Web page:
8 Steps to a Happier Family Life
Stop trying to do some things 100 percent and start making other sanity-saving things a habit.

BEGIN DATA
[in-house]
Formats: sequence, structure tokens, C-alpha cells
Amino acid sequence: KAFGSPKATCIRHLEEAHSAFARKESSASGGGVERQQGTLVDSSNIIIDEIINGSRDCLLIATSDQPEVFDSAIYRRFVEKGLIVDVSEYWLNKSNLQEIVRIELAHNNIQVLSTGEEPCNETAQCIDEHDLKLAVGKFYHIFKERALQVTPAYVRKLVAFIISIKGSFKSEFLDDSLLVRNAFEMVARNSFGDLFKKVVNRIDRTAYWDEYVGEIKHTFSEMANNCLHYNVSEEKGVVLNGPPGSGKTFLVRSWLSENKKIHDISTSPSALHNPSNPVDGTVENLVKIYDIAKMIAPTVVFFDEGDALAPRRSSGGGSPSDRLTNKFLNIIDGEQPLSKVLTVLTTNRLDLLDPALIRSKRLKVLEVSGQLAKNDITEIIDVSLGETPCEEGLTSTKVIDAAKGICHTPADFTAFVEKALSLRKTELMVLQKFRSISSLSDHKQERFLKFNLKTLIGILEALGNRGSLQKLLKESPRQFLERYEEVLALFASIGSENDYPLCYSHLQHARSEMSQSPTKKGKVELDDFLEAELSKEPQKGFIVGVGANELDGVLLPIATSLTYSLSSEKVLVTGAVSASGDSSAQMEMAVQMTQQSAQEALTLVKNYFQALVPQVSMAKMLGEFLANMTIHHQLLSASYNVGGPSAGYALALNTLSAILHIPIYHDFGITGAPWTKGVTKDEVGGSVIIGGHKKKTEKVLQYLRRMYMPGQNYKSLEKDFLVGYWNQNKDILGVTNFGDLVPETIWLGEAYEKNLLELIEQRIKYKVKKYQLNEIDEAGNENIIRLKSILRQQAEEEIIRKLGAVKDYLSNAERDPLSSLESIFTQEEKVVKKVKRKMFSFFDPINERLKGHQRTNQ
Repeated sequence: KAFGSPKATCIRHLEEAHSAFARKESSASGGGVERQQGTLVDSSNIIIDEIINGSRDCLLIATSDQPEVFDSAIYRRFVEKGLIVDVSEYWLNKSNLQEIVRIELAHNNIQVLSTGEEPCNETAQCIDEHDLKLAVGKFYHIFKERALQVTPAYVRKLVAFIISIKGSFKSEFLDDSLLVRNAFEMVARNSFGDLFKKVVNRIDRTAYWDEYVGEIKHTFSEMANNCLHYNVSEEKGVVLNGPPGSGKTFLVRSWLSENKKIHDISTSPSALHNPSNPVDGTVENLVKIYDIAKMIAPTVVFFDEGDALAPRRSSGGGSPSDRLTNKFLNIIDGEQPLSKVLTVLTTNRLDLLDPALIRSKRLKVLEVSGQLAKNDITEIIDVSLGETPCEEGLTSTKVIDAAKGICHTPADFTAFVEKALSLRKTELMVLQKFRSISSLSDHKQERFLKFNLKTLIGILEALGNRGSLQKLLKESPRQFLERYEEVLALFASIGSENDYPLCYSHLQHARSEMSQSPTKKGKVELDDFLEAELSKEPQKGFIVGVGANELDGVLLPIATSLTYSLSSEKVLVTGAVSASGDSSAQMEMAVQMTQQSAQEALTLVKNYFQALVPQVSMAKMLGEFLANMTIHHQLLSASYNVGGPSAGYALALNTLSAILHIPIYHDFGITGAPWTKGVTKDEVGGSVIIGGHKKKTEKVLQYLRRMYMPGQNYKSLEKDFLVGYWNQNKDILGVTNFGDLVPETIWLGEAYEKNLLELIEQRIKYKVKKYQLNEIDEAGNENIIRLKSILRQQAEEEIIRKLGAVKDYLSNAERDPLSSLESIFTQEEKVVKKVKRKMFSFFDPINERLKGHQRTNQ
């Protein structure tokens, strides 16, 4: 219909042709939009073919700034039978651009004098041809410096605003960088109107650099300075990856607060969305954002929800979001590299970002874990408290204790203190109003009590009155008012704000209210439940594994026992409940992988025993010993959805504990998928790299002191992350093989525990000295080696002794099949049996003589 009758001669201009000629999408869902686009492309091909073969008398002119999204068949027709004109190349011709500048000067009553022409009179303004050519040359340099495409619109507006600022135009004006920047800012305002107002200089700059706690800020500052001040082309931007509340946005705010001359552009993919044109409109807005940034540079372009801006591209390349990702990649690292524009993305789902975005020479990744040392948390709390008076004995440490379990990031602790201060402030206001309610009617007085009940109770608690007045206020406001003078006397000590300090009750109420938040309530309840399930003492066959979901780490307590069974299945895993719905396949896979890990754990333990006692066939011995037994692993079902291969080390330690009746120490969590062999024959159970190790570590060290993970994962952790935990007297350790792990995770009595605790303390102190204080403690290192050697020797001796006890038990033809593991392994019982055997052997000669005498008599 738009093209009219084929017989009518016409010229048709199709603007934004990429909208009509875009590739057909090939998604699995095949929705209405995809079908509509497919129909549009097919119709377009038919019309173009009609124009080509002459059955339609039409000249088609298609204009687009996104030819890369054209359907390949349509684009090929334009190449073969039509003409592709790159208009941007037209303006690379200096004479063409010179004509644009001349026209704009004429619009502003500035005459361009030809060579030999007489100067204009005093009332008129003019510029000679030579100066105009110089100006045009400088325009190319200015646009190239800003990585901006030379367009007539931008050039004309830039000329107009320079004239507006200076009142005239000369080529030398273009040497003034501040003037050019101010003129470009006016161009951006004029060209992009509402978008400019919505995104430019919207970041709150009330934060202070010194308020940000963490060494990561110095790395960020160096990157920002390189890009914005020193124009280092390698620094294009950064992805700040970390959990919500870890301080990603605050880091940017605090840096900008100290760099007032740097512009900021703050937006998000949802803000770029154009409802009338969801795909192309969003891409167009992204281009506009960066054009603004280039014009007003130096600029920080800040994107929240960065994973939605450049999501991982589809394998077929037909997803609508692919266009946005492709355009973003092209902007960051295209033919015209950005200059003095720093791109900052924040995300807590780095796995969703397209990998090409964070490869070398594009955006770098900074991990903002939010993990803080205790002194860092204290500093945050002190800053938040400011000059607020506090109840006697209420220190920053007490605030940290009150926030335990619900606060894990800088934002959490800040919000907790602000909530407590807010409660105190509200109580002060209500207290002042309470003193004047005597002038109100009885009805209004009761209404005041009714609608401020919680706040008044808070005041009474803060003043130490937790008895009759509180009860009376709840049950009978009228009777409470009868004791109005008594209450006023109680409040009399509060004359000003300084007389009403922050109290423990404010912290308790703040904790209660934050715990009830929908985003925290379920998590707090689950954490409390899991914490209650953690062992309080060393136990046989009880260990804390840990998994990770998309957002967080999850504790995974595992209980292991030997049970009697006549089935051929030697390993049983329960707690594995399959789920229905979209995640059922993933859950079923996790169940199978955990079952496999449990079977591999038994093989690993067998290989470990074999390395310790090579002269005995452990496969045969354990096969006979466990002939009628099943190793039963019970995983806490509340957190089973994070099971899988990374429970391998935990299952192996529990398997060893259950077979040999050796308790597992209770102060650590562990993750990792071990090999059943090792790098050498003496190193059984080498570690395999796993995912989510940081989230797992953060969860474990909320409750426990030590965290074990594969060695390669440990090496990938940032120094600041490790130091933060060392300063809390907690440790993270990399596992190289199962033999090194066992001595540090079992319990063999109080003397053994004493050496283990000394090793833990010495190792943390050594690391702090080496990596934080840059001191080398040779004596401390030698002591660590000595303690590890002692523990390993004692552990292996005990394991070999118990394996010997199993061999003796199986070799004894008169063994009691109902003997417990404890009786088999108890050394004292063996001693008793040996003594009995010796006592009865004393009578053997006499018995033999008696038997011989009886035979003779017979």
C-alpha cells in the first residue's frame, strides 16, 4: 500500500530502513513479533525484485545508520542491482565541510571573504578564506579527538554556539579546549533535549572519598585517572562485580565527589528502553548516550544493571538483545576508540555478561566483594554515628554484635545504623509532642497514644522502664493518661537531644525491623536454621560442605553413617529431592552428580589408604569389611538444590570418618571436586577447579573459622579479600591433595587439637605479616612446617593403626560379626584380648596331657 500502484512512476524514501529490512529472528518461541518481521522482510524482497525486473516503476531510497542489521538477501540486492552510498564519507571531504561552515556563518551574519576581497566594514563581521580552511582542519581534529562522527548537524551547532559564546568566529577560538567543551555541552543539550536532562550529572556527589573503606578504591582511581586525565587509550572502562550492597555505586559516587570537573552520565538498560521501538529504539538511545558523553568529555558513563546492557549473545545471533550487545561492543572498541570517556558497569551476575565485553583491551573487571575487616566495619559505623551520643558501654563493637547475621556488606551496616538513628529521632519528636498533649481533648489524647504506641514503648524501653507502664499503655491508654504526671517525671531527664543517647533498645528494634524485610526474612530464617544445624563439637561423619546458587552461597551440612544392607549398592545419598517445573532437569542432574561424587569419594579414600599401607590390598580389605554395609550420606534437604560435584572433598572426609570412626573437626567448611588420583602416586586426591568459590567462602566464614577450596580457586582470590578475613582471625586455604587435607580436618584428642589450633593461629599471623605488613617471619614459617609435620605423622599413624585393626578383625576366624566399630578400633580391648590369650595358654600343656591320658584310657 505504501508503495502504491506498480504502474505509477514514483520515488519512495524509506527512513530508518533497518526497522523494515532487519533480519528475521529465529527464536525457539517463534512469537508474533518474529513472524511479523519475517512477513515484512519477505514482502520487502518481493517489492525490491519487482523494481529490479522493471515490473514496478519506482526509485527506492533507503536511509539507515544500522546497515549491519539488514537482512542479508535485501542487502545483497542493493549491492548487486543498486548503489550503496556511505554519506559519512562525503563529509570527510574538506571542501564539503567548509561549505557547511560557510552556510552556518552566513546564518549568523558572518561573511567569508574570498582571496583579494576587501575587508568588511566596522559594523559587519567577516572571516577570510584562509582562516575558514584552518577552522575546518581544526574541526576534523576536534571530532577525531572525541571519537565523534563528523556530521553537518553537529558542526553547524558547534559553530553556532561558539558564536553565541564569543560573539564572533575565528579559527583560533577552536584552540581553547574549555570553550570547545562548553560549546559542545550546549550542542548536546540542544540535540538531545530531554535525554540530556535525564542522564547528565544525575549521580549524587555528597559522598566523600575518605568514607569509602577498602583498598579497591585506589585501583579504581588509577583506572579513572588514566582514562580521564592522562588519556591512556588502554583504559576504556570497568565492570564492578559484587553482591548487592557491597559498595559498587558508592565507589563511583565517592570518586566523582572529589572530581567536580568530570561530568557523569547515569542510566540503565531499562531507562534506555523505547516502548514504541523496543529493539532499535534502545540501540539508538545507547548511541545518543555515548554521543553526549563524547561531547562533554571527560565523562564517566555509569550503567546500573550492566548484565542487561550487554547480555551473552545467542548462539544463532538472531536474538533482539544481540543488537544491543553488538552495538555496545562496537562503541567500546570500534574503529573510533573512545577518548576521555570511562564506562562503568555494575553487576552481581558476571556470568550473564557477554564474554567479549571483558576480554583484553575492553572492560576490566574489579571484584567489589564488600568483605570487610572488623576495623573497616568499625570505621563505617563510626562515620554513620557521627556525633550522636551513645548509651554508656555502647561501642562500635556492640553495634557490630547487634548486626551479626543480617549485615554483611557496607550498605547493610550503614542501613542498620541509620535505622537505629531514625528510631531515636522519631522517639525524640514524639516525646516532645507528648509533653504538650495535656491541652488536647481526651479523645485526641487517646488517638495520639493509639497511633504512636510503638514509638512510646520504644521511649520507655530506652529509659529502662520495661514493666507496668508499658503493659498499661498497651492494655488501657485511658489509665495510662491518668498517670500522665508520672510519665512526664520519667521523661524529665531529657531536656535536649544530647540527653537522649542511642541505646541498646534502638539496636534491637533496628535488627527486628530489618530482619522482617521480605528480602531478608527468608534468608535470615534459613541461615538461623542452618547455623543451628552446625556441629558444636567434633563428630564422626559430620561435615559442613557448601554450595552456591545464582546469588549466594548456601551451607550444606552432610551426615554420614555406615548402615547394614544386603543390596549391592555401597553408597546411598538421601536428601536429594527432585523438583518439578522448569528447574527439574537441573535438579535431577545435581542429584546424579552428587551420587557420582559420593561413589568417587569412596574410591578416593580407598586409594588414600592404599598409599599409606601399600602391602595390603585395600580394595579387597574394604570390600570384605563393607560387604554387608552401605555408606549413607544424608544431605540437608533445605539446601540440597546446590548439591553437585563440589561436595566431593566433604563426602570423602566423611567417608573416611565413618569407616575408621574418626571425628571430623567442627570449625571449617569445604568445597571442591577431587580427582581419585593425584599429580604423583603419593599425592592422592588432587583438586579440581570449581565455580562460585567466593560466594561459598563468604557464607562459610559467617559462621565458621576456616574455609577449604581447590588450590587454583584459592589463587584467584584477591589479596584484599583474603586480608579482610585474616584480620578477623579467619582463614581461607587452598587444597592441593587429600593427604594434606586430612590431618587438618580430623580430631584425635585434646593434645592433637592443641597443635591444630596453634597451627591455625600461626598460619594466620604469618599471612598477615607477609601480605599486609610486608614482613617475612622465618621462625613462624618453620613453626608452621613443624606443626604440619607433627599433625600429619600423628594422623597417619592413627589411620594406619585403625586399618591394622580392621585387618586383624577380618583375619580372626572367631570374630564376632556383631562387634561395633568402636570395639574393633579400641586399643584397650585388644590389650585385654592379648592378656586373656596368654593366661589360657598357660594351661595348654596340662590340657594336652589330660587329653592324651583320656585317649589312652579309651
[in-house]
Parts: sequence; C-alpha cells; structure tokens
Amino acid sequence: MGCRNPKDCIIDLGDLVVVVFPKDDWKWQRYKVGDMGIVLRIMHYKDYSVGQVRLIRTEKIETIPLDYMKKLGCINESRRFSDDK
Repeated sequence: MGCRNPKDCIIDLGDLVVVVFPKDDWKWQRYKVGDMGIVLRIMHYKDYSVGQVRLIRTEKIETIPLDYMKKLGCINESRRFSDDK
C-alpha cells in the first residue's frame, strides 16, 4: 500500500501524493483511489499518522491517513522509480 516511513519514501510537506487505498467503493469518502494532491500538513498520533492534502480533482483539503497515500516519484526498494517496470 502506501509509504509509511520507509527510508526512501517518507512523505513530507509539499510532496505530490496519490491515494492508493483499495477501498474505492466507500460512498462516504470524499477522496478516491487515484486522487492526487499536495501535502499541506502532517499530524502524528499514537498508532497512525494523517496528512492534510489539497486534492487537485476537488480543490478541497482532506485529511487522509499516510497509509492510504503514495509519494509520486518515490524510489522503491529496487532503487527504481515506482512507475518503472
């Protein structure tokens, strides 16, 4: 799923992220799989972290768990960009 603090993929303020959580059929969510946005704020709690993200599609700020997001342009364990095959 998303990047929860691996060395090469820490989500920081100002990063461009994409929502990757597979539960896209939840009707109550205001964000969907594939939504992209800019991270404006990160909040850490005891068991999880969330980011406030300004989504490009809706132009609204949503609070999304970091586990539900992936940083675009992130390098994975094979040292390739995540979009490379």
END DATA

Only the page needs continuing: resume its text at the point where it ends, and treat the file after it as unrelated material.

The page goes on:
Is anyone climbing onto the roof? No? OK, go ahead and answer a few text messages. A 2013 study from the University of Missouri, in Columbia, looked at children with mothers who were overly directive or controlling of their choices during playtime. (Think "The blocks go this way, not that way.") The researchers found that the children showed more negative emotions toward their mothers than did kids who played on their own. "Being there is important, and you don't have to be completely hands-off, but early play works best if the child is in charge," says Jean Ispa, Ph.D., the lead author of the study and a professor in the department of human-development and family studies at the University of Missouri. Free, unstructured play bolsters young brains, too. "Kids have to think creatively and adapt to new situations, which is part of developing the ability to solve problems," says Kristen Race, Ph.D., a psychologist and the author of Mindful Parenting ($12, amazon.com).